The Digital Single Market, as pushed forward with increasing speed by the European institutions, does not end with the click of a “purchase” icon. Goods ordered and bought online need to find their way to the purchaser, be it a consumer or a corporation. This is why the Commission, as part of its overall DSM strategy published a draft regulation on cross-border parcel delivery on 25 May 2016 (COM (2016) 285). The Commission’s main objectives were to

  • Improve the market’s efficiency through effective regulatory oversight and increased competition, and
  • Improve the price transparency to reduce unjustified tariff differences as well as the prices overall.

On 15 March 2018, we reported that the European Parliament had adopted a final version of the new regulation.

Meanwhile, the Council has also concluded its considerations. It approved the Parliament’s amendments and thereby the final text of the regulation on 18 April 2018. The respective press release, includes the following statement from Ivaylo Moskovski, Bulgarian Minister for Transport, Information Technology and Communications:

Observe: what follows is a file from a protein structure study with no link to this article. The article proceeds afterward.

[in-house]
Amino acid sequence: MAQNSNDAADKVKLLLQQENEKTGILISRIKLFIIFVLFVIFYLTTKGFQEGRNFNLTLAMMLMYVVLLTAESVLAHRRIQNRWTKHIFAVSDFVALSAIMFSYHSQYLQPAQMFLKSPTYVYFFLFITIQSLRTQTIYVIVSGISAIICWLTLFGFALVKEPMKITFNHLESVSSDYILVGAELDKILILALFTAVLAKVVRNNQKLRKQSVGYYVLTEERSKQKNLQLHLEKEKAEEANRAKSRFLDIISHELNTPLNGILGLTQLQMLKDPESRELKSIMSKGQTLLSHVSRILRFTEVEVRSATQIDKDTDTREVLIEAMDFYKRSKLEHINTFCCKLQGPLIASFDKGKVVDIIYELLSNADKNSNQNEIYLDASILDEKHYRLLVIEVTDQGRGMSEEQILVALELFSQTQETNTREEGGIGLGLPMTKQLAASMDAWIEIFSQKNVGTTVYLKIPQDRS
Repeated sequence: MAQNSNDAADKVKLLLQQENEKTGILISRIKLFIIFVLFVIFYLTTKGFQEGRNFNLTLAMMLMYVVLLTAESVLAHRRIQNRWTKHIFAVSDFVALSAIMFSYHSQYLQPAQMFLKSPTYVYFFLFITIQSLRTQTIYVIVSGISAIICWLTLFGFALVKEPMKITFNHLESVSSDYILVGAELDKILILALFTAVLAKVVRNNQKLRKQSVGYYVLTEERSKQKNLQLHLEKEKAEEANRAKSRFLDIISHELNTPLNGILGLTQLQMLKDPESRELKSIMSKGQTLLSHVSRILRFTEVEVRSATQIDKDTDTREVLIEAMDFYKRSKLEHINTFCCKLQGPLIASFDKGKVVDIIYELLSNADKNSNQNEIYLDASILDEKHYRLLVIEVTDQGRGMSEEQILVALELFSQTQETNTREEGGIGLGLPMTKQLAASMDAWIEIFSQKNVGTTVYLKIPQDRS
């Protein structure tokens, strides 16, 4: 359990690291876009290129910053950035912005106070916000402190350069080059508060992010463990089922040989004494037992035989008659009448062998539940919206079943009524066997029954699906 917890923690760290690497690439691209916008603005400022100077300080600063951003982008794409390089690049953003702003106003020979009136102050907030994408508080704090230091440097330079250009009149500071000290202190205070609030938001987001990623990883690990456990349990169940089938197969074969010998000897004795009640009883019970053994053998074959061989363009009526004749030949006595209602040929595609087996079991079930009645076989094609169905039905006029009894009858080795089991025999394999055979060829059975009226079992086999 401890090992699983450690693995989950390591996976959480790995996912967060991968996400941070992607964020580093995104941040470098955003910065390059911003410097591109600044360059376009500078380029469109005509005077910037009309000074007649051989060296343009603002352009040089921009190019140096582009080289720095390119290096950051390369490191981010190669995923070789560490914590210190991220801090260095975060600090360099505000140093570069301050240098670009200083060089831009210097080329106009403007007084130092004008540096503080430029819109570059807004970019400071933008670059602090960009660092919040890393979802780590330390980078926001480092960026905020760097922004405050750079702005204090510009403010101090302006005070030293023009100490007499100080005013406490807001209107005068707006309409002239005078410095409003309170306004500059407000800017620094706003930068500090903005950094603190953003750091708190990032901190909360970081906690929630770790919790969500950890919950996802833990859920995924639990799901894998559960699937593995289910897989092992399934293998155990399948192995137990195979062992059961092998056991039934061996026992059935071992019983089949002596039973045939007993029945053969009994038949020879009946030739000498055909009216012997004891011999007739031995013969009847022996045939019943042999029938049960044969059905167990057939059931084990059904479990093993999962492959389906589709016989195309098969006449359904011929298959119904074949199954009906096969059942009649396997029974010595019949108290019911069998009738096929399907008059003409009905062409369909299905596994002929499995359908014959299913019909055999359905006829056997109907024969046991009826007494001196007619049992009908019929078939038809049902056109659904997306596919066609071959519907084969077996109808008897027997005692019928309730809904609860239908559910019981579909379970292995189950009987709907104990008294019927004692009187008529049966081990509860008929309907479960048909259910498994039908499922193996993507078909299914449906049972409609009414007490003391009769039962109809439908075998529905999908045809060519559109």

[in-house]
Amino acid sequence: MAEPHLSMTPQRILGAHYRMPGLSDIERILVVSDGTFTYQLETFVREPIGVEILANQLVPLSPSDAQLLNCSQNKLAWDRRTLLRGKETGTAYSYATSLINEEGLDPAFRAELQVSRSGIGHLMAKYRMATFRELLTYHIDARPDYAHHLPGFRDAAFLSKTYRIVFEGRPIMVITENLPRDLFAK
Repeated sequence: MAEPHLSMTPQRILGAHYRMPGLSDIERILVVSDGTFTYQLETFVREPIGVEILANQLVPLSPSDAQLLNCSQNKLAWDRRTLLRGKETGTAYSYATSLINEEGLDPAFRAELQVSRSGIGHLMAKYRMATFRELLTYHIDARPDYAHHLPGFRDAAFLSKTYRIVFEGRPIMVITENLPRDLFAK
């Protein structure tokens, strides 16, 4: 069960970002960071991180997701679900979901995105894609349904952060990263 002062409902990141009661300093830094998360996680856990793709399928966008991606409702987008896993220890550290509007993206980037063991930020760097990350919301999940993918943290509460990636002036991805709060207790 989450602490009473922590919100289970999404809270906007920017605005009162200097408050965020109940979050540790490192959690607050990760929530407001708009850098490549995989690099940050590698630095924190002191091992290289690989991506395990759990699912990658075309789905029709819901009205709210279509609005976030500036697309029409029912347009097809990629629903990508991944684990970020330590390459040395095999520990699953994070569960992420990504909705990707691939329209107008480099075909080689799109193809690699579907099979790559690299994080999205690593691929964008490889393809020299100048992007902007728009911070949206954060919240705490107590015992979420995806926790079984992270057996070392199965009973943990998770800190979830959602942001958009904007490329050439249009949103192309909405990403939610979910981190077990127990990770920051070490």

These rules will make information about different parcel delivery options more readily available – including track and trace services, which are important for e-commerce. The adoption of these rules means that another key element of the EU’s digital single market is in place.

The Regulation will be published in the Official Journal by the end of this month and will come into force twenty days thereafter. According to Article 13 of the new regulation, the Member States will have to adopt “effective, proportionate and dissuasive” penalties, which they should notify to the Commission within eighteen months.